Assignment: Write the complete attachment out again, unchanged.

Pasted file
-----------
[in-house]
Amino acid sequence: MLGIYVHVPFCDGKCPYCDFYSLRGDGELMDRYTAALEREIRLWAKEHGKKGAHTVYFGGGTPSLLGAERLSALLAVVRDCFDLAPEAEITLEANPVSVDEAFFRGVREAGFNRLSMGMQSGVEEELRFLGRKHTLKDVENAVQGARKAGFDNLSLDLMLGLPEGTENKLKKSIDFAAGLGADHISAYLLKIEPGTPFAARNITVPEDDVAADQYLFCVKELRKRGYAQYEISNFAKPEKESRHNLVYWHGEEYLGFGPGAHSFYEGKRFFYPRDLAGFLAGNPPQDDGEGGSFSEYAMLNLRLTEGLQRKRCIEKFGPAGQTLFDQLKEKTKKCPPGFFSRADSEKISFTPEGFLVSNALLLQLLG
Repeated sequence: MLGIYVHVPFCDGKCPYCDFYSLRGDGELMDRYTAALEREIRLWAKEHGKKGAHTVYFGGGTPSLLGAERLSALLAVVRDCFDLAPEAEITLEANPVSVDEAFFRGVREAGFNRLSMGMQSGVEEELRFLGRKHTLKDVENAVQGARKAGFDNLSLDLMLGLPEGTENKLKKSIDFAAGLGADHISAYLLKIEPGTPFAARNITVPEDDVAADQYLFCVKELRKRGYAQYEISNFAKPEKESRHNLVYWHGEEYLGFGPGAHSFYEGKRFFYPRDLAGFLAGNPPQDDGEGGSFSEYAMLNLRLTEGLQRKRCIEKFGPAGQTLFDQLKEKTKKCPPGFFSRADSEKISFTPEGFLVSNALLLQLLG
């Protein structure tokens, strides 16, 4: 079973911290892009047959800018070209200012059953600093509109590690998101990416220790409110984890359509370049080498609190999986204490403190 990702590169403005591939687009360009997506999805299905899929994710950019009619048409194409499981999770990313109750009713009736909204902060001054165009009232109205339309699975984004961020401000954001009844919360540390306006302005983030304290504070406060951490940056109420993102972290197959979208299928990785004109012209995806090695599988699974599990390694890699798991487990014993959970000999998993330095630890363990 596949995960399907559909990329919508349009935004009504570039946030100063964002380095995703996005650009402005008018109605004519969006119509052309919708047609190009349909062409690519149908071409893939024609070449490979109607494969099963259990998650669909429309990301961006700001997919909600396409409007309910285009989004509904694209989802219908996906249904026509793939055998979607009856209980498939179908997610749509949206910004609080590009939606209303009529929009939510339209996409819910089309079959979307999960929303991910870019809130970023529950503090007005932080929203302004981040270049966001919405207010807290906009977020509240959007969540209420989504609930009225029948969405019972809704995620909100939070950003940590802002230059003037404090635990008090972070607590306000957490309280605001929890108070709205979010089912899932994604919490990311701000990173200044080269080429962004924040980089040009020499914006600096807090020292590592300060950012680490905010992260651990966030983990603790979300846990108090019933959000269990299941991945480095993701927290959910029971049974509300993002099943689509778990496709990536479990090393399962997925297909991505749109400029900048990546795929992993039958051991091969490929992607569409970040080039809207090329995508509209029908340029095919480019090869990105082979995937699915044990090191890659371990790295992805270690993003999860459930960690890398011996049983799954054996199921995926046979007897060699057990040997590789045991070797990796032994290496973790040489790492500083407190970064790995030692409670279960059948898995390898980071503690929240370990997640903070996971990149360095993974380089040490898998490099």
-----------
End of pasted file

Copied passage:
[in-house]
Amino acid sequence: MLGIYVHVPFCDGKCPYCDFYSLRGDGELMDRYTAALEREIRLWAKEHGKKGAHTVYFGGGTPSLLGAERLSALLAVVRDCFDLAPEAEITLEANPVSVDEAFFRGVREAGFNRLSMGMQSGVEEELRFLGRKHTLKDVENAVQGARKAGFDNLSLDLMLGLPEGTENKLKKSIDFAAGLGADHISAYLLKIEPGTPFAARNITVPEDDVAADQYLFCVKELRKRGYAQYEISNFAKPEKESRHNLVYWHGEEYLGFGPGAHSFYEGKRFFYPRDLAGFLAGNPPQDDGEGGSFSEYAMLNLRLTEGLQRKRCIEKFGPAGQTLFDQLKEKTKKCPPGFFSRADSEKISFTPEGFLVSNALLLQLLG
Repeated sequence: MLGIYVHVPFCDGKCPYCDFYSLRGDGELMDRYTAALEREIRLWAKEHGKKGAHTVYFGGGTPSLLGAERLSALLAVVRDCFDLAPEAEITLEANPVSVDEAFFRGVREAGFNRLSMGMQSGVEEELRFLGRKHTLKDVENAVQGARKAGFDNLSLDLMLGLPEGTENKLKKSIDFAAGLGADHISAYLLKIEPGTPFAARNITVPEDDVAADQYLFCVKELRKRGYAQYEISNFAKPEKESRHNLVYWHGEEYLGFGPGAHSFYEGKRFFYPRDLAGFLAGNPPQDDGEGGSFSEYAMLNLRLTEGLQRKRCIEKFGPAGQTLFDQLKEKTKKCPPGFFSRADSEKISFTPEGFLVSNALLLQLLG
């Protein structure tokens, strides 16, 4: 079973911290892009047959800018070209200012059953600093509109590690998101990416220790409110984890359509370049080498609190999986204490403190 990702590169403005591939687009360009997506999805299905899929994710950019009619048409194409499981999770990313109750009713009736909204902060001054165009009232109205339309699975984004961020401000954001009844919360540390306006302005983030304290504070406060951490940056109420993102972290197959979208299928990785004109012209995806090695599988699974599990390694890699798991487990014993959970000999998993330095630890363990 596949995960399907559909990329919508349009935004009504570039946030100063964002380095995703996005650009402005008018109605004519969006119509052309919708047609190009349909062409690519149908071409893939024609070449490979109607494969099963259990998650669909429309990301961006700001997919909600396409409007309910285009989004509904694209989802219908996906249904026509793939055998979607009856209980498939179908997610749509949206910004609080590009939606209303009529929009939510339209996409819910089309079959979307999960929303991910870019809130970023529950503090007005932080929203302004981040270049966001919405207010807290906009977020509240959007969540209420989504609930009225029948969405019972809704995620909100939070950003940590802002230059003037404090635990008090972070607590306000957490309280605001929890108070709205979010089912899932994604919490990311701000990173200044080269080429962004924040980089040009020499914006600096807090020292590592300060950012680490905010992260651990966030983990603790979300846990108090019933959000269990299941991945480095993701927290959910029971049974509300993002099943689509778990496709990536479990090393399962997925297909991505749109400029900048990546795929992993039958051991091969490929992607569409970040080039809207090329995508509209029908340029095919480019090869990105082979995937699915044990090191890659371990790295992805270690993003999860459930960690890398011996049983799954054996199921995926046979007897060699057990040997590789045991070797990796032994290496973790040489790492500083407190970064790995030692409670279960059948898995390898980071503690929240370990997640903070996971990149360095993974380089040490898998490099």